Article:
Instead of employing a "demand-side" approach in taking the unusual step of requiring domestic content for private construction, the five energy groups would prefer a "supply-side" strategy focusing on regulatory, tax and trade reforms.
In January, Trump issued an executive memorandum calling for all new and refurbished pipelines to use fully U.S.-produced line pipe from the melting through coating stages. Commerce invited comments with a deadline of April 7, and is scheduled to have a policy document ready by July 23.
Dura-Bond Industries Inc. president Jason Norris said his company "strongly disagrees" that there is not enough domestic capacity. In his comments to Commerce, Norris said surging volumes of imports have stifled the output at domestic mills. Dura-Bond is based in Export, Pa.
"Despite very strong demand for large-diameter pipe in 2015 and 2016 (mainly diameters of 30, 36 and 42 inches), there were still plenty of U.S. line pipe mills that sat idle or were running at very low capacities, while U.S. imports of pipe produced in India, Turkey and other countries increased substantially," Norris wrote. "The situation is much worse for other diameters, particularly for diameters of 24 inches and below, where demand has not been as robust."
Europipe Group's Berg Steel Pipe Corp., based in Panama City, Fla., said requiring fully domestic steel would boost its capacity utilization and stimulate further investment. The company, however, must import steel to comply with certain customers' specifications.
"Currently, the domestic plate producers cannot meet these certain project-specific requirements," Berg wrote in its comments. Some examples are "plate for pipes designed to operate at low temperature, plate for sour service environment (and) certain plate dimensions" or combinations thereof.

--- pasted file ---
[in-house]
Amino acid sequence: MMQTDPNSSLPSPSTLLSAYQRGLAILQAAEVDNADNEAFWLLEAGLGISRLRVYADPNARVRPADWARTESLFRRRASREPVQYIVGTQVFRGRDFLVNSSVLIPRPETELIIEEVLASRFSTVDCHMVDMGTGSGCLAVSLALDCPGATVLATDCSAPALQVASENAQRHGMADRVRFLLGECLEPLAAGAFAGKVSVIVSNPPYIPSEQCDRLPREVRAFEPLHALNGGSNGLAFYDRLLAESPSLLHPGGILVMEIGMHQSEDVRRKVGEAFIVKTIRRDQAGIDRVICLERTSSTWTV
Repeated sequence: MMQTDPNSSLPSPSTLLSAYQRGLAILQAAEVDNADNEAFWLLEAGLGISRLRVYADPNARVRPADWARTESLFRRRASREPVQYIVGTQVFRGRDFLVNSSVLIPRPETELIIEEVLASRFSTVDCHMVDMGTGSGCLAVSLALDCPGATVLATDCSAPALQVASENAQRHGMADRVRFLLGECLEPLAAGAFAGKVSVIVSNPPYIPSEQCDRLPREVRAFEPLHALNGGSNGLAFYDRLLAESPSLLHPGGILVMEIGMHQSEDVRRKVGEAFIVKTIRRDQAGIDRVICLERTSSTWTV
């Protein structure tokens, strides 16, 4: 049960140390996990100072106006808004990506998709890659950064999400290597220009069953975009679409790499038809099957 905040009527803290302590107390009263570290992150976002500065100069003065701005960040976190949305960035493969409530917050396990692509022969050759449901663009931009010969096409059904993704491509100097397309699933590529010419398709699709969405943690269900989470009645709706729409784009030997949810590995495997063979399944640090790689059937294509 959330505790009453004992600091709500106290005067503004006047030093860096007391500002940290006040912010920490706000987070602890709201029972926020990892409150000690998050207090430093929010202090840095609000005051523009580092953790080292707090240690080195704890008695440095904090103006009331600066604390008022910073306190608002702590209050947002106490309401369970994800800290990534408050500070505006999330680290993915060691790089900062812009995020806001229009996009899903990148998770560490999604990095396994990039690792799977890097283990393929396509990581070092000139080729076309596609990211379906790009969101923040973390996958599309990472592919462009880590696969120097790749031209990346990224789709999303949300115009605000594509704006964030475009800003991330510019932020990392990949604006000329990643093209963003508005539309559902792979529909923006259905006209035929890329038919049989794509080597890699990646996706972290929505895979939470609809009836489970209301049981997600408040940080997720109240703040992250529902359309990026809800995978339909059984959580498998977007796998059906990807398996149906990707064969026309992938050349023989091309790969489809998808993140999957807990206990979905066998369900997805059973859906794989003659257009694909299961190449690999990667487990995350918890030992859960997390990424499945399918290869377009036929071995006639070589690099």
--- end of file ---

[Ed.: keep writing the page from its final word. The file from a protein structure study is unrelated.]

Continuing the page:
"These types of plates are items that we would like to define with the Department of Commerce as outliers that should be exempt from this plan so that the pipeline operators are not left without a material source for their critical infrastructure projects," Berg wrote.
John Stupp Jr., president and chief executive officer of St. Louis-based Stupp Bros. Inc., said his company strongly supports the president's proposal, which would allow him to expand production at his pipe mill in Baton Rouge, La. He wrote that his Stupp Coatings LLC division already uses U.S.-made inputs.
"All our powder and other consumable supplies for our coating operation are of domestic origin. Domestically sourced flux and wire are also used in one of our pipe manufacturing operations," the company wrote in its comments. "Stupp can source these other materials domestically without difficulty."
American Cast Iron Pipe Co.'s American Steel Pipe division said it idled one mill in May 2016 and is working only one shift at another, partially due to the influx of unfairly traded imports. The Birmingham, Ala.-based company already uses 99.5 percent domestically sourced materials and supports a Buy America policy for pipelines.
"With additional demand, we could quickly expand capacity and production beyond one shift per day," American Steel Pipe division manager Jon Noland wrote to Commerce. "Ideally, we would be running three full shifts per day."